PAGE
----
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Archive for the tag “war crimes”

Trial by media trumps truth and justice

The warmongering mendacity of the Western “mainstream” media just became a whole lot more obvious. They lied about the Iraq War, and several other wars, but at least they did report on the Chilcot report, which exposed many of their lies as just that.

But they are still covering up the lies they told about the Wars of the Yugoslav Succession, which they assiduously promoted. They lied about Slobodan Milosevic, the former President of Serbia, calling him “The Butcher of the Balkans”, a “mass murderer” and saying he was responsible for the deaths of 250 000 people. They brainwashed a lot of people, especially in the West, into believing these lies, which is presumably why none of them have said a word about this — ICTY Exonerates Slobodan Milosevic for War Crimes | InSerbia News:

The International Criminal Tribunal for the Former Yugoslavia (ICTY) in The Hague has determined that the late Serbian president Slobodan Milosevic was not responsible for war crimes committed during the 1992-95 Bosnian war.

In a stunning ruling, the trial chamber that convicted former Bosnian-Serb president Radovan Karadzic of war crimes and sentenced him to 40 years in prison, unanimously concluded that Slobodan Milosevic was not part of a “joint criminal enterprise” to victimize Muslims and Croats during the Bosnian war.

Why should we worry about this?

Slobodan Milosevic

Slobodan Milosevic

Slobodan Milosevic died more than 10 years ago, the Wars of the Yugoslav Succession ended nearly 15 years ago — why not let the past stay in the past? What purpose can be served by dragging all this stuff out of the past?

It is almost a cliche to say that those who do not study the past are doomed to repeat it, but what the Western media did to Slobodan Milosevic 15-20 years ago helped to promote a regional war, and what they did to Milosevic back then they are now doing to Vladimir Putin, where the stakes are higher. It is not just a regional war they are trying to promote, but global thermonuclear war.

Here is one example of an obituary in the Western “mainstream” media — Slobodan Milosevic, 64, Former Yugoslav Leader Accused of War Crimes, Dies – The New York Times:

As he rose and then clung to power by resurrecting old nationalist grudges and inciting dreams of a Greater Serbia, Mr. Milosevic became the prime engineer of wars that pitted his fellow Serbs against the Slovenes, the Croats, the Bosnians, the Albanians of Kosovo and ultimately the combined forces of the entire NATO alliance.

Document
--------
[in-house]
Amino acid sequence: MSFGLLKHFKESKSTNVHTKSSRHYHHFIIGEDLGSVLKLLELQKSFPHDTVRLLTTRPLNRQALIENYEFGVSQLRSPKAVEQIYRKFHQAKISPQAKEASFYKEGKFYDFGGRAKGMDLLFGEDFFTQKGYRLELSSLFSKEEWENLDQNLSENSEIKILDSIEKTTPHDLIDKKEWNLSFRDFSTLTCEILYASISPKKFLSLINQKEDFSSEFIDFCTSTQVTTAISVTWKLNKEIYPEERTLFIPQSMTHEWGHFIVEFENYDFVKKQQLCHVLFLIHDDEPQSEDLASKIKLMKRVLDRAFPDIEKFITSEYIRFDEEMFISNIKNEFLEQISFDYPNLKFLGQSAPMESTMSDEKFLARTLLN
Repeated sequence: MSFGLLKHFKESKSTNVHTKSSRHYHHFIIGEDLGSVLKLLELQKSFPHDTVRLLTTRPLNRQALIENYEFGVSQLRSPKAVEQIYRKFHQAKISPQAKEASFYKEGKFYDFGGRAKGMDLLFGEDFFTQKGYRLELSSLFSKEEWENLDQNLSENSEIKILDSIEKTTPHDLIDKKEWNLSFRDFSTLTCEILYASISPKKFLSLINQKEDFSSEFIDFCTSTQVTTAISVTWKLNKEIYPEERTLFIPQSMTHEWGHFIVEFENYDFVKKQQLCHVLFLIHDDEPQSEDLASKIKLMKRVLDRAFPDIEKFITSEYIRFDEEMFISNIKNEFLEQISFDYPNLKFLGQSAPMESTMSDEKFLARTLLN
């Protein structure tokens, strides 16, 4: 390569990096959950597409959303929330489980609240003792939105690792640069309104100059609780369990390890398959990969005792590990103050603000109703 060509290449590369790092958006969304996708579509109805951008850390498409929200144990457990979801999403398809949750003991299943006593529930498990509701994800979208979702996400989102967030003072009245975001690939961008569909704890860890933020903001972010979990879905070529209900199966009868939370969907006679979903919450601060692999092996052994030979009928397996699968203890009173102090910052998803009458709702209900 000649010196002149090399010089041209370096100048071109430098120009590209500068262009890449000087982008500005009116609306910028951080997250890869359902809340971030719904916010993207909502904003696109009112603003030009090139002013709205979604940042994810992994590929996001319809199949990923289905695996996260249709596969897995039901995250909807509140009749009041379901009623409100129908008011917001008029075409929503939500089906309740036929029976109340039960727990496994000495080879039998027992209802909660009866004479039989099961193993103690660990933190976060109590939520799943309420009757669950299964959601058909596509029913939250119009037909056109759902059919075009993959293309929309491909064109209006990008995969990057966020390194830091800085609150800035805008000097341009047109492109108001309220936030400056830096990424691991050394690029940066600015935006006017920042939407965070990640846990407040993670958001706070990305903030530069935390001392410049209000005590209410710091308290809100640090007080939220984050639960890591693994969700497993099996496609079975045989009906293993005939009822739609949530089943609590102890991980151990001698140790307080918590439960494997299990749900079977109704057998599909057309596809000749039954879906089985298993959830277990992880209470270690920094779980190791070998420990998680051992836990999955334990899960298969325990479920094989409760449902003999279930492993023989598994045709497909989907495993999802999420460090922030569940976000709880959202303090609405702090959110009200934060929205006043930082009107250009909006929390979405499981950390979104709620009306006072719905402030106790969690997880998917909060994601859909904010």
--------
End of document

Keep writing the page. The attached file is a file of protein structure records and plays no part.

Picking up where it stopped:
By stirring a dormant but incendiary nationalism, he succeeded in rallying support for himself in the late 1980’s, at a time when Communism in the rest of Eastern Europe was in its death throes.

At the time of Milosevic’s death most of the obituaries accused Milosevic of “engineering” or “orchestrating” these wars. I wrote more on this at the time of his death here Will the real “Butcher of the Balkans” please stand up? – Methodius Hayes’s journal. The stories treated these accusations not as allegations, but as established facts, though the International Criminal Tribunal for the Former Yugoslavia has now shown that most of these accusations were groundless.

As for the “orchestrating”, a contemporary American policy analyst, Samuel Huntington, describes the orchestration as follows (in his book The Clash of Civilizations):

The breakup of Yugoslavia began in 1991 when Slovenia and Croatia moved toward independence and pleaded with Western European powers for support. The response of the West was defined by Germany, and the response of Germany was in large part defined by the Catholic connection. The Bonn government came under pressure to act from the German Catholic hierarchy, its coalition partner the Christian Social Union Party in Bavaria, and the Frankfurter Allgemeine Zeitung and other media. The Bavarian media, in particular, played a crucial role in developing German public sentiment for recognition. ‘Bavarian TV’, Flora Lewis noted, ‘much weighed upon by the very conservative Bavarian government and the strong, assertive Bavarian Catholic Church which had close connections with the church in Croatia, provided the television reports for all of Germany when the war began in earnest. The coverage was very one-sided’…